The objective is to provide the international community with a repertoire, gradually made up, of the main keywords and concepts used in communication between the main major cultural areas. They are considered in the form specific to each culture and each language, and by taking into account this perspective, the specific character that these languages and cultures give them.
As a result of globalization, a number of conceptual “models”, most often of Western origin, are being conveyed across the world. They impose themselves at the discretion of ideological, economic, political, cultural exchanges, and, serving as a reference, become, or at least one believes it, universal, and standardized tools in the game of international relations. Sometimes under the same name, and in the original western nominal form, most often marked by Anglo-Saxon usage, they gradually permeate the different cultural areas, giving the illusion of a conceptual universality. Umberto Eco tells us again that, there are no universal concepts. It is therefore a matter of putting into perspective, cross-checking and subjecting to reciprocal criticism, based on a key Western concept – but also why not, in the future, and when times have changed, of an Indian or Chinese keyword that we will have globally appropriate – the words and concepts which, elsewhere, can answer it.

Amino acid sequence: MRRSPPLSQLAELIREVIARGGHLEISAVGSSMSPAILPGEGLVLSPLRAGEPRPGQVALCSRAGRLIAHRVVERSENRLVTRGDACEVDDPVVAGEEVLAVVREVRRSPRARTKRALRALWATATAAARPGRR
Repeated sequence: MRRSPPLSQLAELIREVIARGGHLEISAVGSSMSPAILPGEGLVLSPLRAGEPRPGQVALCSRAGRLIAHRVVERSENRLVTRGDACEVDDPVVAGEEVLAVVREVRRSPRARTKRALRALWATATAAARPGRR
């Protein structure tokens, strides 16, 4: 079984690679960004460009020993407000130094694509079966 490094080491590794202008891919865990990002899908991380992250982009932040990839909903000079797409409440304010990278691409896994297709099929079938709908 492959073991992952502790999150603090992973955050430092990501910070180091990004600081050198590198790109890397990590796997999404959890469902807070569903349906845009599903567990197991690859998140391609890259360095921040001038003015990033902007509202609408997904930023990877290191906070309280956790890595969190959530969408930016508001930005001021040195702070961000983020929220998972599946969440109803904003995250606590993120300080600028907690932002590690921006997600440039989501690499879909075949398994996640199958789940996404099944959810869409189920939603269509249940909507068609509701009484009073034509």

These ambiguities have two sources:
Either the adoption and / or translation of keywords and concepts of “Western” origin, imposed by globalization, by considering the “equivalent” words presented by their translation into non-European languages,
or putting into perspective concepts that are similar, or deemed to be such, but falling within very different semantic fields.
The concept of empire proposed by Chinese researchers was the subject of the first work. It is the “western” concept, in the form of the English word “empire”; referring to the original concept of “imperium” that they highlight, and critically analyze. In counterpoint is proposed the concept of “everything under the sky”, Tian Xia, to bring together, put in perspective, even oppose.
This brings together a critical work of semantic analysis of the main concepts underway in international relations, a work of clarification and a process of discovering and updating “alternative” concepts. Initial research and editorial design were thus carried out on three main keywords: empire (Seminar Cité des Sciences, Paris 2005), law (Merzig, 2006), knowledge (India travelling seminar Goa, Delhi, Pondichér) y. Then were discussed the concepts of Order and disorder (Beijing, 2007), Beau (Paris 2008), Governance (Beijing, Shimla Lyon, 2008), Crisis (Paris 2009).